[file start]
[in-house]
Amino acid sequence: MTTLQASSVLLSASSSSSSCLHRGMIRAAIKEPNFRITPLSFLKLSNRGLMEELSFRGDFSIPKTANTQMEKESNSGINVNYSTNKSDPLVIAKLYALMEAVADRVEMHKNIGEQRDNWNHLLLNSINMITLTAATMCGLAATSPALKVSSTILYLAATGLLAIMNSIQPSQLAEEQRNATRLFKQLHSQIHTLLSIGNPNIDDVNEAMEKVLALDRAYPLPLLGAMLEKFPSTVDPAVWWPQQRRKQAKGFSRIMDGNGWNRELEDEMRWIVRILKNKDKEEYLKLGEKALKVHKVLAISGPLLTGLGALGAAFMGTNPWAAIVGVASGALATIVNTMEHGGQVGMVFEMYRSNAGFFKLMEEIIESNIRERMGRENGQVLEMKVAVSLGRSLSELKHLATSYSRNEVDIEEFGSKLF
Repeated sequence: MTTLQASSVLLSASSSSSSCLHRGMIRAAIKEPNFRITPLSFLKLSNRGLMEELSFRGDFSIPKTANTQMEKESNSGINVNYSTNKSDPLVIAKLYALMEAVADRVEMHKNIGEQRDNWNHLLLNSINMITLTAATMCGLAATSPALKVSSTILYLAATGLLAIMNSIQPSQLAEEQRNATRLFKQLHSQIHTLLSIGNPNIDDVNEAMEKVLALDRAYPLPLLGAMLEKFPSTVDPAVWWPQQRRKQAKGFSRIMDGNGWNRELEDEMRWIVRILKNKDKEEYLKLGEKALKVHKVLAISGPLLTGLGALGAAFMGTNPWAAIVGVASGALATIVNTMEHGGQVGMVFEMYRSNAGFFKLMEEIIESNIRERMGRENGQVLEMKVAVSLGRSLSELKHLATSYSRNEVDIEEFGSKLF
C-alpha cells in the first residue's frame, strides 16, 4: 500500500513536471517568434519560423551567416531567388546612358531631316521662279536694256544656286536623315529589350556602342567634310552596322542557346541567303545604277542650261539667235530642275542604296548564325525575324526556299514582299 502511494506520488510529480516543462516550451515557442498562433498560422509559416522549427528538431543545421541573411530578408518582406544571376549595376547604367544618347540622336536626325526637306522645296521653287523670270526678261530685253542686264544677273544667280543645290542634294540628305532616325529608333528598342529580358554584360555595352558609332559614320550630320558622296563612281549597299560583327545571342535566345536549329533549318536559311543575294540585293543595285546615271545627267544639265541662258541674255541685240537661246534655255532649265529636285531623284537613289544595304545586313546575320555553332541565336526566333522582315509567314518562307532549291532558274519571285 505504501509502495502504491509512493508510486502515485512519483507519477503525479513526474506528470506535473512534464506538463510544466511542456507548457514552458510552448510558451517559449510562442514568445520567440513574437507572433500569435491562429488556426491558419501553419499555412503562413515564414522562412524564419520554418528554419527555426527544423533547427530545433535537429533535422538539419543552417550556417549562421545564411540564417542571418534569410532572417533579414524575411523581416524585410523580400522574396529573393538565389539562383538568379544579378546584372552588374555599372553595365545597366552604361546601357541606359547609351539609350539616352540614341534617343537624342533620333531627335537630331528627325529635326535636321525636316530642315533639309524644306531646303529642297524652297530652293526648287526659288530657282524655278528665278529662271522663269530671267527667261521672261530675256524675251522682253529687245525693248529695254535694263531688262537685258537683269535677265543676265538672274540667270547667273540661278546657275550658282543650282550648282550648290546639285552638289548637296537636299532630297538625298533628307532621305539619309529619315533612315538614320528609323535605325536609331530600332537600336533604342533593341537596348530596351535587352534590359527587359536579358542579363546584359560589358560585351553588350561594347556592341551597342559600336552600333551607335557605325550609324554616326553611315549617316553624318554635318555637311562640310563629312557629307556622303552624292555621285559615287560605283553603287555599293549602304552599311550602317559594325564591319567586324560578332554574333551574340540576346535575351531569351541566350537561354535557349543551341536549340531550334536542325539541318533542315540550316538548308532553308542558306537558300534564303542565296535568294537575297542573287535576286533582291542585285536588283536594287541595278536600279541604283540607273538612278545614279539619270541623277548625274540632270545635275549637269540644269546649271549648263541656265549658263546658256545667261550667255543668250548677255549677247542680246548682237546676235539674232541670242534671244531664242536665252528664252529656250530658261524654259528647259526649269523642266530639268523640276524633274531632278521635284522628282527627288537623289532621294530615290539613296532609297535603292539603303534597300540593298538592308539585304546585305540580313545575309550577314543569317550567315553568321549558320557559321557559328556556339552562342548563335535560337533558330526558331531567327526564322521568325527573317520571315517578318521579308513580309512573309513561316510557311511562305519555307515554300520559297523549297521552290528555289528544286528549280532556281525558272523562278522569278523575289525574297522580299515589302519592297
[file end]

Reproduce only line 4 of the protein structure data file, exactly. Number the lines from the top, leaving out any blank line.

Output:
C-alpha cells in the first residue's frame, strides 16, 4: 500500500513536471517568434519560423551567416531567388546612358531631316521662279536694256544656286536623315529589350556602342567634310552596322542557346541567303545604277542650261539667235530642275542604296548564325525575324526556299514582299 502511494506520488510529480516543462516550451515557442498562433498560422509559416522549427528538431543545421541573411530578408518582406544571376549595376547604367544618347540622336536626325526637306522645296521653287523670270526678261530685253542686264544677273544667280543645290542634294540628305532616325529608333528598342529580358554584360555595352558609332559614320550630320558622296563612281549597299560583327545571342535566345536549329533549318536559311543575294540585293543595285546615271545627267544639265541662258541674255541685240537661246534655255532649265529636285531623284537613289544595304545586313546575320555553332541565336526566333522582315509567314518562307532549291532558274519571285 505504501509502495502504491509512493508510486502515485512519483507519477503525479513526474506528470506535473512534464506538463510544466511542456507548457514552458510552448510558451517559449510562442514568445520567440513574437507572433500569435491562429488556426491558419501553419499555412503562413515564414522562412524564419520554418528554419527555426527544423533547427530545433535537429533535422538539419543552417550556417549562421545564411540564417542571418534569410532572417533579414524575411523581416524585410523580400522574396529573393538565389539562383538568379544579378546584372552588374555599372553595365545597366552604361546601357541606359547609351539609350539616352540614341534617343537624342533620333531627335537630331528627325529635326535636321525636316530642315533639309524644306531646303529642297524652297530652293526648287526659288530657282524655278528665278529662271522663269530671267527667261521672261530675256524675251522682253529687245525693248529695254535694263531688262537685258537683269535677265543676265538672274540667270547667273540661278546657275550658282543650282550648282550648290546639285552638289548637296537636299532630297538625298533628307532621305539619309529619315533612315538614320528609323535605325536609331530600332537600336533604342533593341537596348530596351535587352534590359527587359536579358542579363546584359560589358560585351553588350561594347556592341551597342559600336552600333551607335557605325550609324554616326553611315549617316553624318554635318555637311562640310563629312557629307556622303552624292555621285559615287560605283553603287555599293549602304552599311550602317559594325564591319567586324560578332554574333551574340540576346535575351531569351541566350537561354535557349543551341536549340531550334536542325539541318533542315540550316538548308532553308542558306537558300534564303542565296535568294537575297542573287535576286533582291542585285536588283536594287541595278536600279541604283540607273538612278545614279539619270541623277548625274540632270545635275549637269540644269546649271549648263541656265549658263546658256545667261550667255543668250548677255549677247542680246548682237546676235539674232541670242534671244531664242536665252528664252529656250530658261524654259528647259526649269523642266530639268523640276524633274531632278521635284522628282527627288537623289532621294530615290539613296532609297535603292539603303534597300540593298538592308539585304546585305540580313545575309550577314543569317550567315553568321549558320557559321557559328556556339552562342548563335535560337533558330526558331531567327526564322521568325527573317520571315517578318521579308513580309512573309513561316510557311511562305519555307515554300520559297523549297521552290528555289528544286528549280532556281525558272523562278522569278523575289525574297522580299515589302519592297